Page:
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Shipping & Logistics

Cable car project expansion set to ease travel in Mombasa, Malindi

Cable cars in La Paz, Bolivia.
Cable cars in La Paz, Bolivia. Kenyan government plans to extend cable car project. AFP PHOTO 

Movement in Mombasa and its surrounding areas will be eased following plans to extend the Likoni Cable cars project to Moi International Airport, Nyali and Malindi.

Construction of the Sh5.8 billion project moved closer to reality after pre-engineering works were completed last week.

Kenya Ferry Service managing director Bakari Gowa said after the Likoni project Trapos Group, which is handling the work, will look into expansion to other areas.

The areas include Moi International Airport and the Nyali suburb. The cable cars will also be extended to Malindi in Kilifi County, he said.

“The promoters will decide when the expansion will be done. We are waiting for the construction of the cabins which will be built in one year’s time in Germany,” said Mr Gowa.

In an interview with Shipping, Trapos Group chairman Eustace Mwarania said expansion of the project in Mombasa will cost $200 million (Sh20 billion). Dr Mwarania said the Likoni project will be “a demonstration” of the technology before it is fully expanded to other parts of the county. We will have three lines which will be moving from Likoni to Mwembe-Tayari in the CBD, another one from the CBD to Nyali and the other line will be connecting to Changamwe which is called the Airport line,” said Dr Mwarania.

He said that since the project is being done under the PPP model, it will involve the county administration and the National Treasury.

According to the plan, moving from Mwembe-Tayari to Likoni channel will take five minutes and from Mwembe-Tayari to Nyali four minutes.

“What we are doing is to ease transport and not replace road transport. We are facing congestion in many of our cities and the project will be one of the best ways of de-congestion,” he added. Currently, motorists take more than 40 minutes from Mwembe Tayari to Nyali due to huge traffic jams.

Commuters using the busy 500-meter Likoni channel will cross in about three minutes.

The express link will have 22 cable cars which will carry 38 passengers per cabin. The cars will carry 11,000 commuters per hour in both directions, a total of 180,000 people daily. Some 300,000 people and 6,000 vehicles use the channel daily.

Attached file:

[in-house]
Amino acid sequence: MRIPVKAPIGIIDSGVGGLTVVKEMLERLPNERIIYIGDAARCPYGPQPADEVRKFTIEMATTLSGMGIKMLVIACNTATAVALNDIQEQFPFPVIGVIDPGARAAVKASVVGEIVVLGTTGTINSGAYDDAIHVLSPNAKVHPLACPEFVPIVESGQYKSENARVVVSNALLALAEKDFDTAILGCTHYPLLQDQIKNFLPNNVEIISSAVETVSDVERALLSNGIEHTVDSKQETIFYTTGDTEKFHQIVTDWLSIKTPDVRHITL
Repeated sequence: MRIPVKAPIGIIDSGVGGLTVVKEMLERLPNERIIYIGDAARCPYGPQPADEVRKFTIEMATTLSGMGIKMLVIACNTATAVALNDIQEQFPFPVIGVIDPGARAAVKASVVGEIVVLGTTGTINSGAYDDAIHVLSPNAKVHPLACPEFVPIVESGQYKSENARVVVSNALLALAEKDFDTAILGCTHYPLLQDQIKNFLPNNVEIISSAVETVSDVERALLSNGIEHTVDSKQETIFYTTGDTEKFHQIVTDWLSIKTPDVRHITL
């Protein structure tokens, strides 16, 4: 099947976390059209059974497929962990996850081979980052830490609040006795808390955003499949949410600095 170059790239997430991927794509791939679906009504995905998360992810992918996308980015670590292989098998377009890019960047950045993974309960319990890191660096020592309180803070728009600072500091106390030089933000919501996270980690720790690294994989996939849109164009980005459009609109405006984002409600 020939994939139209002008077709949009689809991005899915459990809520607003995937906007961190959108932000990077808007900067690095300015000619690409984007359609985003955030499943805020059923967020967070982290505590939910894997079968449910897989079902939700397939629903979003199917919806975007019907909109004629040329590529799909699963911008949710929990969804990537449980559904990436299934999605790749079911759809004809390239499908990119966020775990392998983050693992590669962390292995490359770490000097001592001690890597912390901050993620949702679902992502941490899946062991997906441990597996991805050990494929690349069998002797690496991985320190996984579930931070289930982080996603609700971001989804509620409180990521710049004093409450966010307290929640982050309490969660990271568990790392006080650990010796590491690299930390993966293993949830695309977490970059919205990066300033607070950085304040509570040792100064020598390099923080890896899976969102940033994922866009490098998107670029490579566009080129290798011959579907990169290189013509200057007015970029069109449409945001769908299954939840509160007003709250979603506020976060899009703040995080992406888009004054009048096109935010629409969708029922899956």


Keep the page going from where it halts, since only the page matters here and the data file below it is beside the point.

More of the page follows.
The commuters use four ferries namely MV Jambo, MV Likoni, MV Harambee, and MV Nyayo to cross the channel.

Germany was chosen to build the cabins due to its expertise in ensuring safety. The cabins will travel 100 metres above sea level.

Mr Gowa said the project was awaiting Cabinet approval before work begins by August. “What we are now waiting for is approval by the Cabinet after which the investor will sign a financial agreement with project handlers,” said Mr Gowa.

Trapos, sponsors of the project, got into an agreement with KFS last December.

The project will be managed by Likoni Cable Express Limited. According to the agreement, once Trapos Ltd settles on the investor the project will be managed by Likoni Cable Cars Express for 25 years.

“We are now in the process of getting the title deed for the piece of land where the two major masts will be put. The masts and the landing stations are major installations in this project and the land where they are to be put up must be given a clean bill of health for use,” said Mr Gowa.

The KFS and Kenya National Highways Authority were in dispute over ownership of the piece of land on the mainland side of the channel. The matter was settled after intervention by officials from the Ministry of Transport.

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